"All I want is a little more than I'll ever get." — Ashleigh Brilliant
Brilliant, all right!
Blustery winds have blown skies into clear blue for most of the week. The air is filled with birdsong even as tiny goldfinches and sparrows battle the gusts filling our canyon.
The air is still late winter cool as Memorial Day weekend approaches. Home from a week of babysitting my two young grandsons, I am enjoying what peace there is…and yet wanting more of something.
"You get what you get and you don't get upset." A twinkle in his eye, my 3-year-old grandson, Hank, made this statement as retort when told I did not like his behavior of the moment.
What? My mind flitted about trying to put this into perspective. First of all, where had he heard this? Did he really understand it? Was it a smart aleck retort or one that held wisdom? I thought, by the sparkling grin on his face, that he knew he had zinged me with this one.
Later in the week, this phrase was still rumbling around in my brain. It seemed almost to be trying to remind me of some important piece of wisdom. I allowed my thoughts to wander back over the year and a half just past.
The world has seen some change and many struggles in this time. Economic woes have plagued far too many of us for far too long. Strife continues in too many parts of the world. Too many people are dying what often seem unnecessary deaths.
Yet, dismal as all of this sounds, many have risen above all of it and found ways to make what they have been given work for them in one way or another.
You get what you get and, not only do you not get upset, but you gather resources and make the proverbial lemonade from lemons.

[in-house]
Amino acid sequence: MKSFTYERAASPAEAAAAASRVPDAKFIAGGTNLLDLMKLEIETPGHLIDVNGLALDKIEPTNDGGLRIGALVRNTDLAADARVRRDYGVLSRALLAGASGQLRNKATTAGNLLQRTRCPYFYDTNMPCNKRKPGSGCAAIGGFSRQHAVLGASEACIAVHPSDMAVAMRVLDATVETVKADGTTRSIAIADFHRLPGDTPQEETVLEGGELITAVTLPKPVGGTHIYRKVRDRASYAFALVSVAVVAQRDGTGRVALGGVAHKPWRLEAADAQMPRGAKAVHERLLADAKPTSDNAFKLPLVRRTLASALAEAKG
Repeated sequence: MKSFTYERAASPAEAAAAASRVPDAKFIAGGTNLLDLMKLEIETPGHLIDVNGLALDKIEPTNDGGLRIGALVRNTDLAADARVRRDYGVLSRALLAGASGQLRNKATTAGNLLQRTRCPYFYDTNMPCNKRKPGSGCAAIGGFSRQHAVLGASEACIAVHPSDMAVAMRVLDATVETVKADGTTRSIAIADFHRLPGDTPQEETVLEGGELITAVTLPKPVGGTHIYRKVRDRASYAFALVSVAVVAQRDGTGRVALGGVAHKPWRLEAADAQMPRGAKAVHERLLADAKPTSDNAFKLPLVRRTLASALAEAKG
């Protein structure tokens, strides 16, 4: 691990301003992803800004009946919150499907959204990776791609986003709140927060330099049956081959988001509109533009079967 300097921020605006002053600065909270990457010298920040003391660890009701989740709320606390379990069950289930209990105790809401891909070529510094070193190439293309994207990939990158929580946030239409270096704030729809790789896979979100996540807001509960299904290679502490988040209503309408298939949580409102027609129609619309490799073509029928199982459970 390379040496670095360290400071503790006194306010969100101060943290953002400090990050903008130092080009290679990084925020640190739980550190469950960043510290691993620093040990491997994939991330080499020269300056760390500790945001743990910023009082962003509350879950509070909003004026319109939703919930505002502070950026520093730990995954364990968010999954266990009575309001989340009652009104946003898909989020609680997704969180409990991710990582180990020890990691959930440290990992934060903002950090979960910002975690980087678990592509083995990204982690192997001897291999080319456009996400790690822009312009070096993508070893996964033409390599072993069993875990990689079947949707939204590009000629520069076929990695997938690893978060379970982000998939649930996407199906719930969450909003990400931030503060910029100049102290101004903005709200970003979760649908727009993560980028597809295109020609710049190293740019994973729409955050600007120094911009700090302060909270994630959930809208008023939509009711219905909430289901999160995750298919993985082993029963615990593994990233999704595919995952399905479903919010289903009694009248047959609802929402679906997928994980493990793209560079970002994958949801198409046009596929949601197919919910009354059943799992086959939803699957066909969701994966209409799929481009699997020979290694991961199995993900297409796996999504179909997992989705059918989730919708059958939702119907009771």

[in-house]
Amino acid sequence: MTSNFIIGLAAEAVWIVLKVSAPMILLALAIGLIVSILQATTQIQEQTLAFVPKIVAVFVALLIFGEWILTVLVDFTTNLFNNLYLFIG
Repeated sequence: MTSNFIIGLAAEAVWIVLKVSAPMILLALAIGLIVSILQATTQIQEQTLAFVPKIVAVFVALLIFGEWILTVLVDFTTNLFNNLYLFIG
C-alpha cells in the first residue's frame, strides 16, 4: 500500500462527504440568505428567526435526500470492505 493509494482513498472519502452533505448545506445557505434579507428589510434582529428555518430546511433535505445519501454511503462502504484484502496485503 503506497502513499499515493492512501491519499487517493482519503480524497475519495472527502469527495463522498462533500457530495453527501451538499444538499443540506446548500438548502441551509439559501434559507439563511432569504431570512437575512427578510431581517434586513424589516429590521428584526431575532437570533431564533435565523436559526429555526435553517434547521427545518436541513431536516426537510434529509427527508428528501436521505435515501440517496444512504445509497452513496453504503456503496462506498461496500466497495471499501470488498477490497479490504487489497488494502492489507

This is what so many people — young and old and from all walks of life — have done.
Daily, I find signs of optimism and hope all around me. I'm sure all of you do as well.
Neighbor Michelle has taken out grass to provide more space for "farming" and is growing huge amounts of vegetables and her fruit trees are abundant.
She has always had a green thumb, but she has nevertheless topped herself with this plethora of foodstuffs.
And this is added to raising two teenage daughters alone and getting laid off and finding a new job. You don't get upset; you get to work.
Other friends have found other ways. Anne, who claimed not to be a numbers person for years, found a new career as a bank teller when husband, Joe, lost his job. Joe has now formed his own company and, along with caring for their two young daughters, does contract work in industrial design.
When the land planning company he worked for closed its doors, Glenn used his skills as a fine carpenter to find work to tide him over while still pursuing other avenues in land planning and design. He also found he had more time to help his single daughter with care of his granddaughter.
Innovative. Enthusiastic. Creative. These words and more apply to the many ways we all have found to make it work when we have not gotten what we wanted from life.
Paths have changed direction. Many have done so for the betterment of all involved. It is all regenerative and hopeful to my mind. I have taken young Hank's words to heart in ways he could never imagine.
Wanting more than you get is not really such a bad thing, is it? It keeps us going for more. It keeps us optimistic. You get what you get and you don't get upset. Thanks, Hank, for the not so gentle (and perhaps unintended) reminder.